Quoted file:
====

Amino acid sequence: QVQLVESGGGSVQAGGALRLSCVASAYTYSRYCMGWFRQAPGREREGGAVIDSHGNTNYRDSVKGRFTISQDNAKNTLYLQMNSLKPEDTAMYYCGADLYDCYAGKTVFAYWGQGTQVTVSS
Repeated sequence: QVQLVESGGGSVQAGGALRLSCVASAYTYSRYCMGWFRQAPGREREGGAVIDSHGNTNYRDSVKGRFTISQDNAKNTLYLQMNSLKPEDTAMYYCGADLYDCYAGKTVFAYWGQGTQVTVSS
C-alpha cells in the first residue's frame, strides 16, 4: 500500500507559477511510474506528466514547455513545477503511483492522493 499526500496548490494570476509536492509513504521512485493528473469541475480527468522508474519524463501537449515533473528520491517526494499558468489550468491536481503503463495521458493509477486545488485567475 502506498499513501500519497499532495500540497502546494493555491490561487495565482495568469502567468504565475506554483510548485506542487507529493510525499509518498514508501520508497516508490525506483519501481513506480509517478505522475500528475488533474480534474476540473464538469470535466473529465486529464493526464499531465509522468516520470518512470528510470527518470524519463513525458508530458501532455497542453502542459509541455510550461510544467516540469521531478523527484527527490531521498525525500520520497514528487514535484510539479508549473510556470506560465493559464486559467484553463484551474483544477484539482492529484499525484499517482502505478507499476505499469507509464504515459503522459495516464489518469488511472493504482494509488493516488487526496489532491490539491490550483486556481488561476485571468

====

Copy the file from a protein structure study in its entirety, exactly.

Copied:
Amino acid sequence: QVQLVESGGGSVQAGGALRLSCVASAYTYSRYCMGWFRQAPGREREGGAVIDSHGNTNYRDSVKGRFTISQDNAKNTLYLQMNSLKPEDTAMYYCGADLYDCYAGKTVFAYWGQGTQVTVSS
Repeated sequence: QVQLVESGGGSVQAGGALRLSCVASAYTYSRYCMGWFRQAPGREREGGAVIDSHGNTNYRDSVKGRFTISQDNAKNTLYLQMNSLKPEDTAMYYCGADLYDCYAGKTVFAYWGQGTQVTVSS
C-alpha cells in the first residue's frame, strides 16, 4: 500500500507559477511510474506528466514547455513545477503511483492522493 499526500496548490494570476509536492509513504521512485493528473469541475480527468522508474519524463501537449515533473528520491517526494499558468489550468491536481503503463495521458493509477486545488485567475 502506498499513501500519497499532495500540497502546494493555491490561487495565482495568469502567468504565475506554483510548485506542487507529493510525499509518498514508501520508497516508490525506483519501481513506480509517478505522475500528475488533474480534474476540473464538469470535466473529465486529464493526464499531465509522468516520470518512470528510470527518470524519463513525458508530458501532455497542453502542459509541455510550461510544467516540469521531478523527484527527490531521498525525500520520497514528487514535484510539479508549473510556470506560465493559464486559467484553463484551474483544477484539482492529484499525484499517482502505478507499476505499469507509464504515459503522459495516464489518469488511472493504482494509488493516488487526496489532491490539491490550483486556481488561476485571468